Like many writers, I’ve been following the recent news about Cassie Edwards, historical romance author whose works contain many passages that are strikingly similar to those in various published works. The list includes but is not limited to nonfiction books about Native Americans, an article about black-footed ferrets in Defenders of Wildlife magazine and the 1930 Pulitzer Prize winning novel, Laughing Boy by Oliver La Farge. You can read a summary of the story at The New York Times or read in detail at Smart Bitches Who Love Trashy Books, the blog which originally identified the issue.
I don’t want to discuss the specifics of this case or whether these examples constitute plagiarism. You can read the side by side excerpts for yourself at Smart Bitches and join in the discussion there. (You can also read about the authors of Edwards’s sources at Dear Author.)
What I’d like to talk about here at the Riskies are some of the issues raised during the ensuing discussion.
A number of people have made statements to the effect that if only Cassie Edwards had acknowledged her sources, everything would be OK. I think they are missing the point. As historical novelists we are supposed to do the research then weave the things we’ve learned into our stories through our characters’ POV and in our own author voices. IN OUR OWN WORDS.
Some bloggers are suggesting novelists should include footnotes and bibliographies. I actually agree with Signet’s statement that such things are not required in popular fiction the way they are in academic works. The point, again, is that in popular fiction we shouldn’t be copying anything. At most we might use a brief quote (attributed) to establish the tone at the beginning of a chapter, or have a character quote some period poetry or read a headline (again, this can be attributed right within the text).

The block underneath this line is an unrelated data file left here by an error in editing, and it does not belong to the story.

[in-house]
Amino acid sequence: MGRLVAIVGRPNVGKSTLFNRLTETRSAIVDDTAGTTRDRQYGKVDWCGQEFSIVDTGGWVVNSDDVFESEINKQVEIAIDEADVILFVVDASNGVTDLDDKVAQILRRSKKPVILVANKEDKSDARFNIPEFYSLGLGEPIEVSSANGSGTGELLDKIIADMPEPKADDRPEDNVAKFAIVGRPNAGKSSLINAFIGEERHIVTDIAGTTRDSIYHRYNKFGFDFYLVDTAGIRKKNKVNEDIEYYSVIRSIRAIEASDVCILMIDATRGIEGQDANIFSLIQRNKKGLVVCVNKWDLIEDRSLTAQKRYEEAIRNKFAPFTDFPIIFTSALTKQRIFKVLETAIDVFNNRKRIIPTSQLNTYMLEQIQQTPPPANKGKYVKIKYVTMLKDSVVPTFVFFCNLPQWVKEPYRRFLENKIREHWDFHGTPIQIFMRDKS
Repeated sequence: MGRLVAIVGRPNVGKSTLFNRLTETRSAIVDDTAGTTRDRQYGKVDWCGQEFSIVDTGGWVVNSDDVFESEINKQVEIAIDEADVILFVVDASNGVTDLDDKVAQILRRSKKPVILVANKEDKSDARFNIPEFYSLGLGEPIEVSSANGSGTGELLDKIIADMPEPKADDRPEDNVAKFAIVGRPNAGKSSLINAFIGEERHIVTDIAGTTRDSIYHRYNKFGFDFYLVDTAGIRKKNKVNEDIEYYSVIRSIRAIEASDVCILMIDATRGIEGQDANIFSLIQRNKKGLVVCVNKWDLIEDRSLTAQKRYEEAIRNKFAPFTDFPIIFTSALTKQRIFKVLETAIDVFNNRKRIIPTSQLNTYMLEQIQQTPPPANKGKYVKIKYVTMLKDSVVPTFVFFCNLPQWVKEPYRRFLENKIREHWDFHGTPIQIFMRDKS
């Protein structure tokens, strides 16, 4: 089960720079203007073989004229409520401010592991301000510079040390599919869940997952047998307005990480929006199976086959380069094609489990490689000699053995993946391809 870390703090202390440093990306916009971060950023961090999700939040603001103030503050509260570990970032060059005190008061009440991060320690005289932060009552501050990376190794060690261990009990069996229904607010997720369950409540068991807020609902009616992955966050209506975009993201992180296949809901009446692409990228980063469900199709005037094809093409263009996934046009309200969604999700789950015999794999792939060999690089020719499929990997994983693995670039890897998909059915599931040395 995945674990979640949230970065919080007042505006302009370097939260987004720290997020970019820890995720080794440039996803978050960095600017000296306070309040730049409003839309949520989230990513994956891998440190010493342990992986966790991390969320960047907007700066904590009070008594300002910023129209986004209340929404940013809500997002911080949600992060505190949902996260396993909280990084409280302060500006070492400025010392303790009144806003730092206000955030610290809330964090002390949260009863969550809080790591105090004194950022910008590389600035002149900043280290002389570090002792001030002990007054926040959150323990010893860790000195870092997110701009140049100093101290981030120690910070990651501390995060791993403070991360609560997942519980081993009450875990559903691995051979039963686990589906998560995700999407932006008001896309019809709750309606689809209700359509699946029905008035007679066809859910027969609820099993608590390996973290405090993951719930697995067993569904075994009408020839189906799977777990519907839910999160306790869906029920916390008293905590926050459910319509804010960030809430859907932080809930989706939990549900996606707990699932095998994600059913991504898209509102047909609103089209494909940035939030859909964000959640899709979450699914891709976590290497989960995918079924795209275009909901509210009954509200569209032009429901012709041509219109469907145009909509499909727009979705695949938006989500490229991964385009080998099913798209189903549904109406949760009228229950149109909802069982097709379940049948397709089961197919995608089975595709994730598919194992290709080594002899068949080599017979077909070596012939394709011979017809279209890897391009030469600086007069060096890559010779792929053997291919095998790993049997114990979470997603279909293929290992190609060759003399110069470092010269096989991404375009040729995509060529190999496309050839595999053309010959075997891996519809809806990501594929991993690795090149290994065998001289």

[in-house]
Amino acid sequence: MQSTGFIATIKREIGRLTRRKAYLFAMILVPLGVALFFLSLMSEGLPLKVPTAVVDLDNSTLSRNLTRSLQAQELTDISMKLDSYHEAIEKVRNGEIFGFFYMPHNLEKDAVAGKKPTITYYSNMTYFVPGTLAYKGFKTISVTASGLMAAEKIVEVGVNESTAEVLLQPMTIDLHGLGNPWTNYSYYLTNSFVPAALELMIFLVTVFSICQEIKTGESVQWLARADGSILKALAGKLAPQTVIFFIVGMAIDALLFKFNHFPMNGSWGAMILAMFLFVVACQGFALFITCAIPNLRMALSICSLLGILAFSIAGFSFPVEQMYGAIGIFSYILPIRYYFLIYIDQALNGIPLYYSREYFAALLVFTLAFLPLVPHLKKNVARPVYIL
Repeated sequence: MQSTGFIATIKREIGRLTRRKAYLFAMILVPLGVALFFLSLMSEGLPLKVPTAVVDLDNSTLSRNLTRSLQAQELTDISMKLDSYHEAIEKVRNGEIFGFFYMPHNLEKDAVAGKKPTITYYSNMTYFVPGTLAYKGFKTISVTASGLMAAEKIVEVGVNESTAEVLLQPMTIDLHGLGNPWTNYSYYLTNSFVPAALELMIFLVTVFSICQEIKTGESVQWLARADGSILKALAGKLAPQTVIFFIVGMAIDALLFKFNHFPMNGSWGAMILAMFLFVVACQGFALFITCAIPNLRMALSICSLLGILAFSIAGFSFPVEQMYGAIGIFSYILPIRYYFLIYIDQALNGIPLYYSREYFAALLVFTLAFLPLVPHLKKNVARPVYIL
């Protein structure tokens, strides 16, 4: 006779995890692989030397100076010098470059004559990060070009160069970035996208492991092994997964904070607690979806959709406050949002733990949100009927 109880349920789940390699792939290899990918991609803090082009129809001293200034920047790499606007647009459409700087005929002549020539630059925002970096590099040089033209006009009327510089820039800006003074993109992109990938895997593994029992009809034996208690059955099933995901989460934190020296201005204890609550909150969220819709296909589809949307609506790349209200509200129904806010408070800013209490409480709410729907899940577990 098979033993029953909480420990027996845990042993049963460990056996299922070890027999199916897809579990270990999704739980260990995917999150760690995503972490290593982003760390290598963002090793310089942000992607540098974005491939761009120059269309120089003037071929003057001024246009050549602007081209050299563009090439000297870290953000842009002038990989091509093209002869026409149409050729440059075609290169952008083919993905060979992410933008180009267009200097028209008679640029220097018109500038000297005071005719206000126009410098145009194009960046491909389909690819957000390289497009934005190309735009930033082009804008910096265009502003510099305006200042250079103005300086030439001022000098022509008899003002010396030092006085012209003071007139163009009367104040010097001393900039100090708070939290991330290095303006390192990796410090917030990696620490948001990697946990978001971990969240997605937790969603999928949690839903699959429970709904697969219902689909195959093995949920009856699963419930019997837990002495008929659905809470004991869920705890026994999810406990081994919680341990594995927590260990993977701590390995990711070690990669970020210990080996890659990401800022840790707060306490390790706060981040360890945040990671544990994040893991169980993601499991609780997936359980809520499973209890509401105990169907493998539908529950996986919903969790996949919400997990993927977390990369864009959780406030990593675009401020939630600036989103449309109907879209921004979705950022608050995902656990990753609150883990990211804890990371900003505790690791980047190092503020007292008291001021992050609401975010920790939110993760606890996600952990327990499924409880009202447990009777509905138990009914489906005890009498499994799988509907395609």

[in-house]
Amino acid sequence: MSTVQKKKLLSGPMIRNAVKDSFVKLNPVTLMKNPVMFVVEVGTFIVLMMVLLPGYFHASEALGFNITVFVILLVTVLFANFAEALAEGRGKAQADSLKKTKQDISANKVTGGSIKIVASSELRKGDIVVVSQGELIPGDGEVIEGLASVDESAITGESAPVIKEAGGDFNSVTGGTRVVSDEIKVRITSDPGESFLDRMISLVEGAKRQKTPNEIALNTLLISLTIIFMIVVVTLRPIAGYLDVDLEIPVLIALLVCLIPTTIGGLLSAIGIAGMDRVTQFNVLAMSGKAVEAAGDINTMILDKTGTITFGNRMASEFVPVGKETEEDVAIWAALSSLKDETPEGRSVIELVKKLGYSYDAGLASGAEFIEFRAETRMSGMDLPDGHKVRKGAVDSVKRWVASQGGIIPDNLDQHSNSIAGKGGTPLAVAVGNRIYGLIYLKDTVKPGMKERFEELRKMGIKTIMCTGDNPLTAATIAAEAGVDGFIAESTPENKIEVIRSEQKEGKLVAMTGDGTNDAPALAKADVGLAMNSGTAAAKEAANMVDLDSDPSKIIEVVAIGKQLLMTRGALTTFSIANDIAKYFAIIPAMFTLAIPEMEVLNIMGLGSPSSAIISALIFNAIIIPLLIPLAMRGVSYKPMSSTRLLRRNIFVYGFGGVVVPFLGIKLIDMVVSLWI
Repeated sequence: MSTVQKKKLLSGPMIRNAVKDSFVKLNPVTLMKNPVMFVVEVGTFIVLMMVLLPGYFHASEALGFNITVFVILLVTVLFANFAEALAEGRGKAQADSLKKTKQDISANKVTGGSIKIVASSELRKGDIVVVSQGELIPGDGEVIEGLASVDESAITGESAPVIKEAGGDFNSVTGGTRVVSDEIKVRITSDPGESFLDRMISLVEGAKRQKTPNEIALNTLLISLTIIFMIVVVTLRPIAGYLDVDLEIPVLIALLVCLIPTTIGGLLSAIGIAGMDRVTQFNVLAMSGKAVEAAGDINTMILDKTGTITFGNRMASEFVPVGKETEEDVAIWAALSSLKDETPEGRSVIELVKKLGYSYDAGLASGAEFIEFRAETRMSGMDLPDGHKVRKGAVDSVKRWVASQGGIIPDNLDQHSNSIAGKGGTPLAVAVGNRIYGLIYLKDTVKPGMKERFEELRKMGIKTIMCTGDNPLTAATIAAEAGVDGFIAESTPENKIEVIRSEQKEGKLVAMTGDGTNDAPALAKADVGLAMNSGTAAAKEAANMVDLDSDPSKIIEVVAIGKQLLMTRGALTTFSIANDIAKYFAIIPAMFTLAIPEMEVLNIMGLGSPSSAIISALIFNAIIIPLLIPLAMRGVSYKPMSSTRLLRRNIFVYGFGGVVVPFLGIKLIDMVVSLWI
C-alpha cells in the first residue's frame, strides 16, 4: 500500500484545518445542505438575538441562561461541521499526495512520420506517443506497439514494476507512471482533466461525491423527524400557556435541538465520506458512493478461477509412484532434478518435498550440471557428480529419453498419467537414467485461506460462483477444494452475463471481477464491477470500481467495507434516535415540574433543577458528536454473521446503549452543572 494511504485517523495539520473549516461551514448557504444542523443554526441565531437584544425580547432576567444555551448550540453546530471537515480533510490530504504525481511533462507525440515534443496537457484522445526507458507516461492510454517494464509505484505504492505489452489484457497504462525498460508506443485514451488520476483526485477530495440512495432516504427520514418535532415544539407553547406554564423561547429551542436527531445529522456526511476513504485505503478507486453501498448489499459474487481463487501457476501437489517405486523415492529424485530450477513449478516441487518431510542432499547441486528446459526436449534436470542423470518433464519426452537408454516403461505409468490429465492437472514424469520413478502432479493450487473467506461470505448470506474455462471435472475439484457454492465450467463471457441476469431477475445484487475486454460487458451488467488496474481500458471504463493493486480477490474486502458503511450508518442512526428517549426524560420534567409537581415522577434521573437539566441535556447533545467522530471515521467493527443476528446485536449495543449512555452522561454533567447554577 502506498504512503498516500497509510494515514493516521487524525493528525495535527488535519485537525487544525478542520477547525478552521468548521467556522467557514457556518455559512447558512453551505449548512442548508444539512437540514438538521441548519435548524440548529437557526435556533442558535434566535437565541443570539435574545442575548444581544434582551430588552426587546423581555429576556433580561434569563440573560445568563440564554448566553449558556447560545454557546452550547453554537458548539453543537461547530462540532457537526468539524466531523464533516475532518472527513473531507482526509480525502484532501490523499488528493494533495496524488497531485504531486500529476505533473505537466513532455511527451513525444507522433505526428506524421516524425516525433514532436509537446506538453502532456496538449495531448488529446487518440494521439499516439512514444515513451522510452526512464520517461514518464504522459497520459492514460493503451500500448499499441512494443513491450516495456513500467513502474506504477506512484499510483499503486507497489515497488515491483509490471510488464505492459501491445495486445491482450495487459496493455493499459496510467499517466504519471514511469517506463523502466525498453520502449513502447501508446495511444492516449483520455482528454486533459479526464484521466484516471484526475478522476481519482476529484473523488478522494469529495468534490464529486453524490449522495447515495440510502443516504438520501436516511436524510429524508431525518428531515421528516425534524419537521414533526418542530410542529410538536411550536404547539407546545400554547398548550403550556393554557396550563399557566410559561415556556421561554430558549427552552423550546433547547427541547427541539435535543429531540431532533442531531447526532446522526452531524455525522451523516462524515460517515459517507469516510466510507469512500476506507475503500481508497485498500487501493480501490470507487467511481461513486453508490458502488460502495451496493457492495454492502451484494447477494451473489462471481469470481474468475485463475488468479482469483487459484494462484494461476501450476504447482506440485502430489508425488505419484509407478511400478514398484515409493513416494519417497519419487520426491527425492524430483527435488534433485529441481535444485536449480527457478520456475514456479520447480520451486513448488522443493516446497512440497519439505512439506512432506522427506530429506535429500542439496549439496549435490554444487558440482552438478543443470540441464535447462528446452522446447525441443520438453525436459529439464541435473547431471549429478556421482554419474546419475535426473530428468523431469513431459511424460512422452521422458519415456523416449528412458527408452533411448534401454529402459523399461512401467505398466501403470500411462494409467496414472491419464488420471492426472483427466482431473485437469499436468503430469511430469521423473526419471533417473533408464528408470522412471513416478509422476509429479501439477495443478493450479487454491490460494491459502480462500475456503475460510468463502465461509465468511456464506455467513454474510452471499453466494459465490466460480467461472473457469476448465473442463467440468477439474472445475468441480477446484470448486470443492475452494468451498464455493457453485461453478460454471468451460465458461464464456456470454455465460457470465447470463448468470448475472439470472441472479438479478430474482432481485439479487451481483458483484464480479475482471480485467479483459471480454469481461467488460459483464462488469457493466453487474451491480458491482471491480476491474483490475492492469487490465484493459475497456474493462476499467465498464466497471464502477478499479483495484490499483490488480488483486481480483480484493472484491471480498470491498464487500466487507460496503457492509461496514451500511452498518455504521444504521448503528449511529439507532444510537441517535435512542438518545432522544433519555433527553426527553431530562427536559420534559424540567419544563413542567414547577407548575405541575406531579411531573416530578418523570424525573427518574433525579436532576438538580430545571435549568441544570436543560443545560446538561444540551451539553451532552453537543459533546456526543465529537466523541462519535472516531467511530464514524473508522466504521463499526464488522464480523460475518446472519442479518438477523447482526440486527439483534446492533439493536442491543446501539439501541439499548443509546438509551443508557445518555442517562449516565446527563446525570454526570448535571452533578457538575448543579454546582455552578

Footnotes in romance? I don’t know how well it works but I can’t help thinking it would yank me as a reader right out of the story. I can’t help picturing a sexy scene in which the hero is removing the heroine’s corset, with a footnote to the effect that “description of heroine’s undergarments based on THE HISTORY OF UNDERCLOTHES by C. Willet and Phillis Cunnington”. π
Actually, I’ve seen a footnote in a romance, just once. A Loretta Chase book had a footnote cross-referencing another of her books in the same series. I don’t doubt it was some marketing person’s idea. Loretta Chase writes so well I can’t imagine her wanting to distract the reader with such a thing.
I’ve also heard that Susan Johnson uses footnotes for historical information in her novels. I haven’t read any of her work so I can’t comment on how well those footnotes would work for me. Some of her fans say they enjoy them.
History Geek that I am, I do love Author’s Notes that clarify which parts of a book are based on historical fact and list sources for further reading. I wrote such an Author’s Note in LADY DEARING’S MASQUERADE, listing CORAM’S CHILDREN by Ruth K. McClure as my source for details of London’s Foundling Hospital. For my current mess-in-progress, I’m likely to credit some of my sources for the Napoleonic Wars and the history of ballooning.
But to list every reference I use to create my Regencies? Nah. I’ve read so many books on the Regency, many of which cover similar ground, that by now I couldn’t say whether I gleaned well-known facts about the Regency from Carolly Erickson’s OUR TEMPTESTUOUS DAY or THE AGE OF ELEGANCE by Sir Arthur Bryant or a number of other histories of the period.
Thinking about it further, I do give credit to all my references in one way. Within the Beau Monde (RWA’s Regency chapter) we share an annotated bibliography called the Regency Realm. By now it has over 1000 entries for books, magazines and other sources we all use to create our stories. I know this because I’m the one who maintains it.
Anyway, do you think novelists have an obligation to credit all their sources and how? What do you think of the idea of footnotes in fiction? Bibliographies? Author’s Notes?
And before we start discussing this, a gentle caution that we keep the discussion polite. On other blogs discussion has occasionally crossed the line into personal attacks on individuals involved. I know most (probably all) of us know better but just had to say it anyway.